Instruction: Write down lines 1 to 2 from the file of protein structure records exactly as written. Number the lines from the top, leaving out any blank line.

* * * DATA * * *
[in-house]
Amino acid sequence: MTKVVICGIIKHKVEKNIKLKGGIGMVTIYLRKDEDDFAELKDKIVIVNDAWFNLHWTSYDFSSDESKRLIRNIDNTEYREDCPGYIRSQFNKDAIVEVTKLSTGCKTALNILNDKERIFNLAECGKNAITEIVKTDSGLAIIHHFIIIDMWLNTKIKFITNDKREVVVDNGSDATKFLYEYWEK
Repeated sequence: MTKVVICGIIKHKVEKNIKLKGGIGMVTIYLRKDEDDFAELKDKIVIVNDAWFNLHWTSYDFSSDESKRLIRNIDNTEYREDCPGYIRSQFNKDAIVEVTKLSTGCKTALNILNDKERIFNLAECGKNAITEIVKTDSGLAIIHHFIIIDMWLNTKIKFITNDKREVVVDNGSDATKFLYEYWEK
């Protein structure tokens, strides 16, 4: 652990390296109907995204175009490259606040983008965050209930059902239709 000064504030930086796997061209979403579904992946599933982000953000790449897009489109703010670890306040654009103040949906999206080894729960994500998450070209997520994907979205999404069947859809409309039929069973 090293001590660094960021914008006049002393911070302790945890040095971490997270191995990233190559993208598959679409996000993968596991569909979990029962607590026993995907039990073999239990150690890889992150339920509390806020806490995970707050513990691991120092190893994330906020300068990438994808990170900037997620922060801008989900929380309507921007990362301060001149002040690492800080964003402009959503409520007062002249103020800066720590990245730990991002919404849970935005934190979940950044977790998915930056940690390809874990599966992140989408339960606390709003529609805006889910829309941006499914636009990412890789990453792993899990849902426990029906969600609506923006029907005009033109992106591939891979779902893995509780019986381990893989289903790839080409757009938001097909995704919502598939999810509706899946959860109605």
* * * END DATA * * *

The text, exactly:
[in-house]
Amino acid sequence: MTKVVICGIIKHKVEKNIKLKGGIGMVTIYLRKDEDDFAELKDKIVIVNDAWFNLHWTSYDFSSDESKRLIRNIDNTEYREDCPGYIRSQFNKDAIVEVTKLSTGCKTALNILNDKERIFNLAECGKNAITEIVKTDSGLAIIHHFIIIDMWLNTKIKFITNDKREVVVDNGSDATKFLYEYWEK